Energy for Life: Building a Sustainable Food-Energy Relationship

Energy for Life: Building a Sustainable Food-Energy Relationship

The intertwined relationship between food and energy is a fundamental question when considering future energy and future food supplies. The cultivation, processing, storage, packaging and transport of food accounts for a major share of energy consumption worldwide, of which an estimated 79% comes from fossil fuels.

Expo 2015 Milan – organised around the theme “Feeding the Planet: Energy for Life” – was an opportunity to address this challenge, which by its very nature impacts all countries and all people. The Expo was a platform for participating countries to exhibit the latest technologies regarding the production and consumption of food, and dealing with food waste. Participants thus demonstrated how feeding a growing population can be achieved in a sustainable manner, for example by economizing on land use and minimizing the energy-intensive practices of large-scale agriculture.

The United States Pavilion at Expo 2015 Milan

As such, a real vertical garden was showcased by the United States, whereby a large motorized wall turned to keep over 40 species of plants facing the sun, boosting efficiency, while using a water recovery system to reduce dependency on natural resources. Gabon’s pavilion took a different approach to the theme, featuring an innovative biogas system that fermented food waste and other organic biomass to generate energy for cooking and heating.

Qatar’s pavilion demonstrated projects from its own food security programme, focusing on water production from atmospheric moisture, desalination, and a hydroponic cultivation system, which involves growing plants in nutrient-enriched water. Hydroponics was a key feature at Expo 2015, with several countries demonstrating how this method can produce food in a low energy-intensive and efficient way.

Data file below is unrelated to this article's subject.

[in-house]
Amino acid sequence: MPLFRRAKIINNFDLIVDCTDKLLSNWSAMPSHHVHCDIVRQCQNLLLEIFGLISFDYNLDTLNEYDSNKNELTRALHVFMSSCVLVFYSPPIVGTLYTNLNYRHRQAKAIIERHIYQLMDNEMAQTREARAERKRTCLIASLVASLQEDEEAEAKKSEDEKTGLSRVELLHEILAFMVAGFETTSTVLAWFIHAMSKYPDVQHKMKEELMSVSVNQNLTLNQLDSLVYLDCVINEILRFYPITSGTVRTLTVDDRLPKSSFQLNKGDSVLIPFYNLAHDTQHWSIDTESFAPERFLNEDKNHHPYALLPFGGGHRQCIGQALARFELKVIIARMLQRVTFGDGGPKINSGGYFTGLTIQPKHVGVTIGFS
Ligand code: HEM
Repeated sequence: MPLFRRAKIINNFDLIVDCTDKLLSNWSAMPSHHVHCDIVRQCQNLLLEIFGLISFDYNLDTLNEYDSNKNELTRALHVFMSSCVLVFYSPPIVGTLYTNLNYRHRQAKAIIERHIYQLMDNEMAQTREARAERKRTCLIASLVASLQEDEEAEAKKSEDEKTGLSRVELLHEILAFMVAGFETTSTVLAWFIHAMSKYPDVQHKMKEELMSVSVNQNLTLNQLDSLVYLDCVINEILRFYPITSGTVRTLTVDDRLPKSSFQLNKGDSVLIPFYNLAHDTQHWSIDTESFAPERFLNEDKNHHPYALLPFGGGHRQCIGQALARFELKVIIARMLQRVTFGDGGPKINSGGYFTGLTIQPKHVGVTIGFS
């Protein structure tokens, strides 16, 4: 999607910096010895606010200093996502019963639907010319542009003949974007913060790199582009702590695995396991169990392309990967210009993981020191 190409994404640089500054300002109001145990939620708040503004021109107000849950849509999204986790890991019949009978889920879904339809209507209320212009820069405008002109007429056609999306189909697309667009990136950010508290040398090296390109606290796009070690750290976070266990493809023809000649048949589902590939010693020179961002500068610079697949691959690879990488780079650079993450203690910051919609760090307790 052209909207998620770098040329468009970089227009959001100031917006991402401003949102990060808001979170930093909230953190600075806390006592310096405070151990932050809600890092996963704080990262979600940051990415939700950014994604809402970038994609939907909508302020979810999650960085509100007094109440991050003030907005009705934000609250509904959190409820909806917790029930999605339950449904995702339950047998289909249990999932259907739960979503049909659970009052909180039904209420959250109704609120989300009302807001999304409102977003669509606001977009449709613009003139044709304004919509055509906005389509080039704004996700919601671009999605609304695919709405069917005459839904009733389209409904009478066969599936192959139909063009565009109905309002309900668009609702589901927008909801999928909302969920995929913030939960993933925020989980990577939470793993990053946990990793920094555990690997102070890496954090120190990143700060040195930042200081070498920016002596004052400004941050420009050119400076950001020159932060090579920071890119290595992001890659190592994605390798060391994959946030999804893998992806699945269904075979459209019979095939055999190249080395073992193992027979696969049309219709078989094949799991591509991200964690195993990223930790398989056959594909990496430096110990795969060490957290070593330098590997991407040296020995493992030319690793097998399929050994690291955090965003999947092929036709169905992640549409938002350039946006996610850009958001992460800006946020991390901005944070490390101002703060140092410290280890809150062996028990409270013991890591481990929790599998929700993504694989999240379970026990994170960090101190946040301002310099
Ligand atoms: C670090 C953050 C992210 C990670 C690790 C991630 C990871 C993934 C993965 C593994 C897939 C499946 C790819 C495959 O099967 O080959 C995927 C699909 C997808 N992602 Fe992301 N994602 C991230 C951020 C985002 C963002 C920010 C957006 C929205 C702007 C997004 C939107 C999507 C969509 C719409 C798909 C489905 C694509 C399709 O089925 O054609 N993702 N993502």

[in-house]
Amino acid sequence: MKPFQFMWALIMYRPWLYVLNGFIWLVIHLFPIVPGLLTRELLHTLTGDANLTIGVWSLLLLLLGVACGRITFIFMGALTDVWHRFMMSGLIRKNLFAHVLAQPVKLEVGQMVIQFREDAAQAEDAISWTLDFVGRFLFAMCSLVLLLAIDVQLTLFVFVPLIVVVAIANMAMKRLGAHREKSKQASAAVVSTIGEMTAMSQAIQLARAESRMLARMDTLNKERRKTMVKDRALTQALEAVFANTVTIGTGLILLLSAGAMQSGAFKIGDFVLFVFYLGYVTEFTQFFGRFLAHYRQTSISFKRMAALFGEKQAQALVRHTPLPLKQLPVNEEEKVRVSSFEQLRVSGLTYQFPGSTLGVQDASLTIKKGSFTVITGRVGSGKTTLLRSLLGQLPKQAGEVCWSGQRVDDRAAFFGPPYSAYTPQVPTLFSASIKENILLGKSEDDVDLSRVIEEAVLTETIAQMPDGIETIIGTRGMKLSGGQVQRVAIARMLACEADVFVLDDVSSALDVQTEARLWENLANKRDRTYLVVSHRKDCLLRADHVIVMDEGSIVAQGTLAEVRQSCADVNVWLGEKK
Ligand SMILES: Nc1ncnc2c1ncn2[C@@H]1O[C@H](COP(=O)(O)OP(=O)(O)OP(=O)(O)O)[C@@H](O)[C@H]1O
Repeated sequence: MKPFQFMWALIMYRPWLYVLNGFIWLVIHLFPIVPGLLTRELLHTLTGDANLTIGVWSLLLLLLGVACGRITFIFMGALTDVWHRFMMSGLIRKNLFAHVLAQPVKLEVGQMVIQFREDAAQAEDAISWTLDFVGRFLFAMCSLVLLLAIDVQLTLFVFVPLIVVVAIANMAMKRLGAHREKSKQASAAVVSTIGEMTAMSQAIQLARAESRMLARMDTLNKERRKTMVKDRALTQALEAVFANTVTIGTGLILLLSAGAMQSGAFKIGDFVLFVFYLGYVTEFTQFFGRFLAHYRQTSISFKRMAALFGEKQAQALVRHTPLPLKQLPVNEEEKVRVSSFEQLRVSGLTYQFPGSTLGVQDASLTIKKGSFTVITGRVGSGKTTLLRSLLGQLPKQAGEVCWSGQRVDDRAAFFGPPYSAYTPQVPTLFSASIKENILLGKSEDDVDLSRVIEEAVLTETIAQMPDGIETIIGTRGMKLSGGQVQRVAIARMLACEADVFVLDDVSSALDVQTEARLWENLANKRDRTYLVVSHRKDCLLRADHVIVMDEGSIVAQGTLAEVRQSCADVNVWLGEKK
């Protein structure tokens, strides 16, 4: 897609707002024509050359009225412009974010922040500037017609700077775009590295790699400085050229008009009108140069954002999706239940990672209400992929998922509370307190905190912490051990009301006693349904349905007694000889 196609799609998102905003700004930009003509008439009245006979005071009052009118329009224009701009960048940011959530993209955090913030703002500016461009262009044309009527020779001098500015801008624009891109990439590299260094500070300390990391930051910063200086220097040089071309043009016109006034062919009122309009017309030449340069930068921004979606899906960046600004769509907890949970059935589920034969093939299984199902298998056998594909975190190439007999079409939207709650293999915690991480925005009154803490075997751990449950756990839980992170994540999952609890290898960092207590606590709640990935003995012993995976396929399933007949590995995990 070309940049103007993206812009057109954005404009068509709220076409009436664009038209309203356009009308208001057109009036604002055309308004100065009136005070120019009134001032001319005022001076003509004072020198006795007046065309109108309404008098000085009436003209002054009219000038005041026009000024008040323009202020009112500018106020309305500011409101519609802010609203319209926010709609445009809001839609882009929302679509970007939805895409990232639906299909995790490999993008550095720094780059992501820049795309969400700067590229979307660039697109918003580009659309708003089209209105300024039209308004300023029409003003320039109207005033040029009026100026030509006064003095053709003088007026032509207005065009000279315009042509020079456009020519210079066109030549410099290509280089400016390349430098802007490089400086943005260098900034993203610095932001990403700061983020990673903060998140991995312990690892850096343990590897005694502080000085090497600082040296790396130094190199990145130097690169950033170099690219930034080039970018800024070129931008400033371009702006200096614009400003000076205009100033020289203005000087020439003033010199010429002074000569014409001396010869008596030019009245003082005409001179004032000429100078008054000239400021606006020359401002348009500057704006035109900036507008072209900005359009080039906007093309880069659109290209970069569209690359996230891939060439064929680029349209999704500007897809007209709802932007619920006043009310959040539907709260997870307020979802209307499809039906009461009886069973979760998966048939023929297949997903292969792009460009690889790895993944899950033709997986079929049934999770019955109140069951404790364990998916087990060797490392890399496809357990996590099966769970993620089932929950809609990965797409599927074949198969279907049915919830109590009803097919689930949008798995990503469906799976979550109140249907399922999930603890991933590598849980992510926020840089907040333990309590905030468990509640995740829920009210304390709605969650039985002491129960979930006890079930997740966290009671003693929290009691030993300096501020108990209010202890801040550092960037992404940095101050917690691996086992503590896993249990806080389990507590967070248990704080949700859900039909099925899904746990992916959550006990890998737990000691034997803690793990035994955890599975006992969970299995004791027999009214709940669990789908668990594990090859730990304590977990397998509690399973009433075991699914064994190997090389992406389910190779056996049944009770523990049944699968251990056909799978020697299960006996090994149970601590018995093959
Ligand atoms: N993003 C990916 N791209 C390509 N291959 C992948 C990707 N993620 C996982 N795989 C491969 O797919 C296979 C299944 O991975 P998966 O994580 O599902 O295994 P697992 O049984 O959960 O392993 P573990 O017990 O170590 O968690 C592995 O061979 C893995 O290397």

Belgium's Pavilion at Expo 2015 Milan

Taking hydroponics one step further, Belgium’s pavilion at Expo 2015 served as a large-scale laboratory of solutions for the future of food. It presented the concept of Aquaponics, an innovative combination of hydroponics with conventional aquaculture.

Within the Belgian pavilion, the Aquaponic Cycle System was exhibited as a concrete example of the Aquaponics concept in action. The system is based on interconnected water tanks allowing fish and plants to thrive together, with the ammonia produced by the fish transformed by bacteria into nitrates to fertilize the plants. The recycling of water, the use of natural fertilizer, and the integration of solid waste from aquaculture means that this futuristic system ranks highly as an environmentally friendly method of food production.

With the global population set to reach 9 billion by 2050, future farming methods is a key challenge for humanity. Improving efficiency and reducing the environmental and energetic demands of food production is coherent with the “Future Energy” theme of Expo 2017 Astana and its message of reducing CO2 emissions and improving energy efficiency.

Opinions given by external contributors to the Expo Blog do not necessarily reflect the views and position of the BIE